If you see the number in MATLAB displayyed as 1.000 in the command window, then almost always you don't have the number 1. Instead, it LOOKS like 1, but has been rounded to that value for display purposes.
x = [1, 1.000001 0.999999]
Are they all 1? Exactly? No. In fact, the last two have been rounded to 1. I told MATLAB to display only a few digits. And since that is the default, it is what most people seem to use. And even though the first element of that vector is indeed exactly 1, MATLAB still shows the zeros.
MATLAB does clearly know that one of them is exactly 1, as you can see. And if I show only that first element, MATLAB tries to display the number as 1, as opposed to 1 with some zeros appended.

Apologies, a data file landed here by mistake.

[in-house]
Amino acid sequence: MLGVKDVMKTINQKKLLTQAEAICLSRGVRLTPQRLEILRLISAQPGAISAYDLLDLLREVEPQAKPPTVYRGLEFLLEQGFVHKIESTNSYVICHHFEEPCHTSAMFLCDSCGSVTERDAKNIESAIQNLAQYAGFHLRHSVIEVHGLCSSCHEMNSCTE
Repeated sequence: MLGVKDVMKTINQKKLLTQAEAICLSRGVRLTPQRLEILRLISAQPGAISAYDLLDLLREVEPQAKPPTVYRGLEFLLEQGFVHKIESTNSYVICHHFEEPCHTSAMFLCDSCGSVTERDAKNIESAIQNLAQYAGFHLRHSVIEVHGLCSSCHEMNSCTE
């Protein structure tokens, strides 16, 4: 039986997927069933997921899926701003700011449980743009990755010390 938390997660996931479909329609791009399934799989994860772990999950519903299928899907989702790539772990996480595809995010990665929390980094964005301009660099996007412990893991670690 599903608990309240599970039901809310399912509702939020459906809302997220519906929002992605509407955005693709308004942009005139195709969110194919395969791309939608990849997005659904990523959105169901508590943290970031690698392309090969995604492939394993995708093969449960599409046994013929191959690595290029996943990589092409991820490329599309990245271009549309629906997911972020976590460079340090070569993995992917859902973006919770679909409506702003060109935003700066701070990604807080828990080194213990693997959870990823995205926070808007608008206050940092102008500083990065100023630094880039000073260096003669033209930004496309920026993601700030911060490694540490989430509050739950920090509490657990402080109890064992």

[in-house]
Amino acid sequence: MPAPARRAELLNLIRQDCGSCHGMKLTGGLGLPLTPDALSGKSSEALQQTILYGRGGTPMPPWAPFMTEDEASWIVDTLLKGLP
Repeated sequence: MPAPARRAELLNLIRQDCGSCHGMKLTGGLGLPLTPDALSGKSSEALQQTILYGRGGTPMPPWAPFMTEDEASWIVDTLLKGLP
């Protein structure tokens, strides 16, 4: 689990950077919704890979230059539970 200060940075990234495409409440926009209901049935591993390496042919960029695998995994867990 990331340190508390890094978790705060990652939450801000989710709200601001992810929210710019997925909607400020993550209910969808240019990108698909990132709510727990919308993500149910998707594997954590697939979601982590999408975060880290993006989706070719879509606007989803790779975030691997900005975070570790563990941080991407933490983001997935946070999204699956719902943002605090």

For x(2) it still needs to round off, so it displays those spare zeros. Of course, we can change the default format to not round to only a few digits. Now we will see longer versions those numbers, and now we might realize that only the first element exactly 1.
Remember this clue in MATLAB: If a number shows extra zeros beyond the end of the non-zero digits, that number probably is not stored exactly as what you see.
But since 0.95 is not representable exactly in binary, 0.95 is stored as more like the number: